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February 1, 2004

Putting Squeeze on the Shorties

By Gregory Bresiger

The SEC, closely studying the hot topic for the past four years, is pressing ahead with far-reaching reforms on short selling.

But these measures do not sit well with all trading officials.

The fears surrounding short selling are "largely unfounded," according to Samuel Lek, chief executive of Lek Securities, an options and equities trading brokerage firm.

The proposed SEC rule, regulation SHO, also attracted criticism from the Security Traders Association. The STA praises the SEC's initiative but considers the roughly two-month period permitted by the agency for comment not long enough. The STA also supports the SEC's proposed pilot, which could suspend operation of a proposed uniform bid test of proposed rule 201 for specified securities. But the STA said the two-year pilot period is too long and it wants more securities covered.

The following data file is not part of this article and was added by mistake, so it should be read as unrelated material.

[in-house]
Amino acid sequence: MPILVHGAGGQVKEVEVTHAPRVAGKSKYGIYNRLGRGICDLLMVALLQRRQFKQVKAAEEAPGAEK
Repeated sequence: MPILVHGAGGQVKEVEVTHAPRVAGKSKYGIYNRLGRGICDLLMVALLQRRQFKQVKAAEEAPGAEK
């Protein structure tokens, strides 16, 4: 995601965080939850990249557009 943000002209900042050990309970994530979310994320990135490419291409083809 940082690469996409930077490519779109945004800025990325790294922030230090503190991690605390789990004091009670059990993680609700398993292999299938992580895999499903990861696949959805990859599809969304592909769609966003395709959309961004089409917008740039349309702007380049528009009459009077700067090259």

"Moreover, the industry and the SEC already possessed information concerning the trading of Nasdaq securities unrestricted by a short sale since a number of markets and ECNs permitted such conduct over the last year," the STA said in a comment letter to the SEC.

The SEC has a package of reforms that would require short sellers to have the securities before they could trade them and impose new penalties on sellers who failed to deliver the securities. It also includes the new uniform bid test allowing short sales to be completed at one cent above the consolidated best bid. This test would apply to all exchange-listed securities and Nasdaq National Market Systems Securities (NMS), wherever traded. Lek says there is a simpler way to reform the tick test - abolish it because "traders who want to evade it, have been able to do it for years." He also argues that the failure to deliver securities is not "a pervasive problem for the market." It is also not a problem, he contends, that is caused by naked short selling.

The STA, in its comment letter, also took aim at the one-cent bid test plan, saying it would cause an unnecessary burden. It also describes the proposed elimination of the market maker exemption as a "grave error and could result in significant harm to public investors by reducing liquidity, speed of execution, and the ability of market makers to test liquidity and engage in price discovery for the purposes of providing better executions to customer orders."